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Published September 19th, 2018
Candidates for Orinda City Council comment on current issues

The Lamorinda Weekly posed questions about issues that are likely to come before the Orinda City Council during its upcoming term to the five candidates running to fill the three positions that are on the ballot in November: Amy Worth, Eve Phillips, Nick Kosla, Kathleen Jenkins, and Dennis Fay. Owing to space limitations, candidates were limited to only 50 words per answer. Their responses to each question are below, in reverse alphabetical order.
1) Downtown Development: What are your thoughts about the future of downtown Orinda?
Worth: There are many possibilities for Orinda's "living room." With robust community engagement, we can make a local-serving, unique downtown. We are engaged in community discussion about the Crossroads and the Village. Many things are possible, including housing, enhanced retail and restaurants. Now is the time to make downtown serve Orinda's future needs.
Phillips: I'd like to see the downtown better meet the needs of our Orinda community. Common requests I hear (and want to facilitate) include: fill the empty lots and buildings; improve (or at least retain) parking; attract restaurant and grocery options; and maintain the family-friendly appeal.
Kosla: There is widespread support for a more vibrant, convenient and revitalized downtown; with more retail options, community-gathering spots and a restored creek. These goals are consistent with our "village character." If Orinda does not address the deteriorating state of downtown soon, the state will do it for us in a one-size-fits-all solution.
Jenkins: Any downtown project should be collaborative, rigorous, and community-driven to determine future direction and be reflective of the entire community's desired changes. There is an expressed desire for more vibrant social settings, such as upscale restaurants, outdoor seating, and family recreational amenities, all of which is compliant with our General Plan.
Fay: First, local control of land use is paramount - no state control. I hear all the time that Orindans wish they had more in-town shopping, dining and entertainment. I'd work to promote businesses that attract activity, like the Orinda Theatre and seek uses for vacant buildings - all without sacrificing Orinda's small town character.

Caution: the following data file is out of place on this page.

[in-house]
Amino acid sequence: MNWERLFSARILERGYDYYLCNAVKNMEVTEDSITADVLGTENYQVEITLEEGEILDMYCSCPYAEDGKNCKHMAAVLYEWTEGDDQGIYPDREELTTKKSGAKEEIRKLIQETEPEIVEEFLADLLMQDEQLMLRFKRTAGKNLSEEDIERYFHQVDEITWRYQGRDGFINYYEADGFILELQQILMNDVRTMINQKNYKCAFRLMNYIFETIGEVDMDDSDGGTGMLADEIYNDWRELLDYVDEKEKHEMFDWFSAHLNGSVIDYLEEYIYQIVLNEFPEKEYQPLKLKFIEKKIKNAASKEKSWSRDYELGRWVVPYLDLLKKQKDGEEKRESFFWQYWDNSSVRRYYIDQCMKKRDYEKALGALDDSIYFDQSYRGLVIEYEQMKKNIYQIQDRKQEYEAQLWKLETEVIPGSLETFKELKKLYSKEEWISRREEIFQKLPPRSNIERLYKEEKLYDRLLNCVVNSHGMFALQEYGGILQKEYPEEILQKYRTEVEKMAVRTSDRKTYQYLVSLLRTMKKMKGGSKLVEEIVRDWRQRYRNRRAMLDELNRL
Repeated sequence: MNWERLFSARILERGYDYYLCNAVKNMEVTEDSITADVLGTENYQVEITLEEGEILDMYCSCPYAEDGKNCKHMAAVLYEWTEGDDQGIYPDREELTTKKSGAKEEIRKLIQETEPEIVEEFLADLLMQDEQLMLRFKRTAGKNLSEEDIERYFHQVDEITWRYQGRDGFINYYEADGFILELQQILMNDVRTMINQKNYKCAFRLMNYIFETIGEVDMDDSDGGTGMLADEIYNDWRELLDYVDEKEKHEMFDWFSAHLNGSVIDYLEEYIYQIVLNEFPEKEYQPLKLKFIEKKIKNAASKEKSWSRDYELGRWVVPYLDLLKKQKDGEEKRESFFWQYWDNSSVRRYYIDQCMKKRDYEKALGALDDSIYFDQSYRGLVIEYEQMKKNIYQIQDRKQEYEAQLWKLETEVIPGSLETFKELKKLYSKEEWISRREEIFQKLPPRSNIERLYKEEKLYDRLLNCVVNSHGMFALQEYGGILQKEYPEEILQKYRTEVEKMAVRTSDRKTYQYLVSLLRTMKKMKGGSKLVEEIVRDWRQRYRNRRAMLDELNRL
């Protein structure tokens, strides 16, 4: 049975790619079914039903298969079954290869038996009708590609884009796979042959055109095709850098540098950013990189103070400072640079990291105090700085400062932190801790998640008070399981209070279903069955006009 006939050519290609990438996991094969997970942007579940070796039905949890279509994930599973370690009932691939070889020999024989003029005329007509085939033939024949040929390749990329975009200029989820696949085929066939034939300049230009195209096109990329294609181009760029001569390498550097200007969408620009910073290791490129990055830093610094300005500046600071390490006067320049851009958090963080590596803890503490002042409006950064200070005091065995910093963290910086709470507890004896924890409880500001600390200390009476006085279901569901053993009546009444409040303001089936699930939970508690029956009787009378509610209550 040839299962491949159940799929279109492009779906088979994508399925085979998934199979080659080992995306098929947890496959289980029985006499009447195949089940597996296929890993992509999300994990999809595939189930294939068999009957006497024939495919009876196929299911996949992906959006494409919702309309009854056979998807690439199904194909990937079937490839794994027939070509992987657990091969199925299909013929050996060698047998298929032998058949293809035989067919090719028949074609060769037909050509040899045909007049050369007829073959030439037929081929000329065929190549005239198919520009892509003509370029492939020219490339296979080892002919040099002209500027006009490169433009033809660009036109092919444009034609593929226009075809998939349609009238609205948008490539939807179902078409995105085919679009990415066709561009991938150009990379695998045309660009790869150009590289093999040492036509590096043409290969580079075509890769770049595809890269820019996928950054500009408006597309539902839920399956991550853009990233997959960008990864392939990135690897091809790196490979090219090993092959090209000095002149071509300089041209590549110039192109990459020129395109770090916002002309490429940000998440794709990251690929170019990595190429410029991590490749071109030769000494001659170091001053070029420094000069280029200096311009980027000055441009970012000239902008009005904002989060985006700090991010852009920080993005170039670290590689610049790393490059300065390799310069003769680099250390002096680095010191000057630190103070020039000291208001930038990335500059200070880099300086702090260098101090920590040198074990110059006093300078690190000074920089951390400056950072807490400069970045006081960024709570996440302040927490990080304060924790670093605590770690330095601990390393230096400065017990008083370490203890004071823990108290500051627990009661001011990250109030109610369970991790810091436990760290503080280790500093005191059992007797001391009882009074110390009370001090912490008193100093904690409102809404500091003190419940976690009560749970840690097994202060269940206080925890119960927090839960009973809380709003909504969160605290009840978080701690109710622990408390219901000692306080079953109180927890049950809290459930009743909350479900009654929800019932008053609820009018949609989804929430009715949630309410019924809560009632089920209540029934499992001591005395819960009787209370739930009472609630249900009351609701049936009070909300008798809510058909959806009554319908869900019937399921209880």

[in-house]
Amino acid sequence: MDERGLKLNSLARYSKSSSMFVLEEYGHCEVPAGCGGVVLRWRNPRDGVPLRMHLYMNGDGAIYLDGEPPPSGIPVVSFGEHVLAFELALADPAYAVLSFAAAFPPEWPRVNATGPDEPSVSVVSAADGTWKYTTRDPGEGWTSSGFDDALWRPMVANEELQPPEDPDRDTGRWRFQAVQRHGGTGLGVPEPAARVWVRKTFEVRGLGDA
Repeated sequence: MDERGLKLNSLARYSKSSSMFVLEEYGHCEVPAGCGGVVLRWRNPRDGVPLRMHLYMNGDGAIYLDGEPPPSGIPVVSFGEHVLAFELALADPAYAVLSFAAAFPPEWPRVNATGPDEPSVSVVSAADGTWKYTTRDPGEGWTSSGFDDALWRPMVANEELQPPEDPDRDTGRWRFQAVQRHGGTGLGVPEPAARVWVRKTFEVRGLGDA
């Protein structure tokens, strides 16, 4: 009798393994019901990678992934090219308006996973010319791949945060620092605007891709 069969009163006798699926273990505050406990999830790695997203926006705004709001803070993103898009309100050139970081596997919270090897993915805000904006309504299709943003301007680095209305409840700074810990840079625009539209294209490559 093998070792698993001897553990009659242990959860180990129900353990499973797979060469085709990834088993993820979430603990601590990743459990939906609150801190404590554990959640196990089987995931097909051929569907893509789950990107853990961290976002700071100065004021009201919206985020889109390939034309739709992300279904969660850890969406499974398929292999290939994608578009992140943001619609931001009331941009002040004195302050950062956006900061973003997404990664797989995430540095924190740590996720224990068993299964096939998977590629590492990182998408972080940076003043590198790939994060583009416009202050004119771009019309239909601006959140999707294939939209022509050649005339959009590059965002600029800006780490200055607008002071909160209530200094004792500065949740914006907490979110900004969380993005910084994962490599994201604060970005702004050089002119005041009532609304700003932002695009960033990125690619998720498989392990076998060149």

2) Accessory Structures: A law that allowed accessory structures to be built within 5 feet of the property line is currently stayed. What adjustments, if any, should be enacted?
Worth: Options might include restricting accessory structures to required side and rear yard setbacks in underlying zones, lowering the maximum height, and/or requiring design review (or neighbor sign-off as a precondition of avoiding design review). Planning staff will bring the options to the Planning Commission, then to the City Council for action, at noticed public meetings.
Phillips: Our City statutes should reflect the will and expectations of our residents. In this case, neighbors felt that accessory structures were allowed in such a way that was inconsistent with what was anticipated. We need to ensure that our laws in fact meet the community's expectations.
Kosla: State law increasingly is limiting local regulation of accessory structures. Orinda has to comply but also ensure that they do not unduly interfere with neighbors' enjoyment of their own property. We should ensure that well-planned and designed accessory structures run smoothly through the permitting process, while minimizing the impact to neighbors.
Jenkins: California Laws AB 2299, SB1069/SB2406 effective Jan. 1, 2017 mandate local jurisdictions adopt state standards on ADUs. As ADUs can be allowed or even avoided through an ancillary and separate discretionary process in areas with health and safety risks, I agree with extending Emergency Ordinance 18-10 to resolve such issues.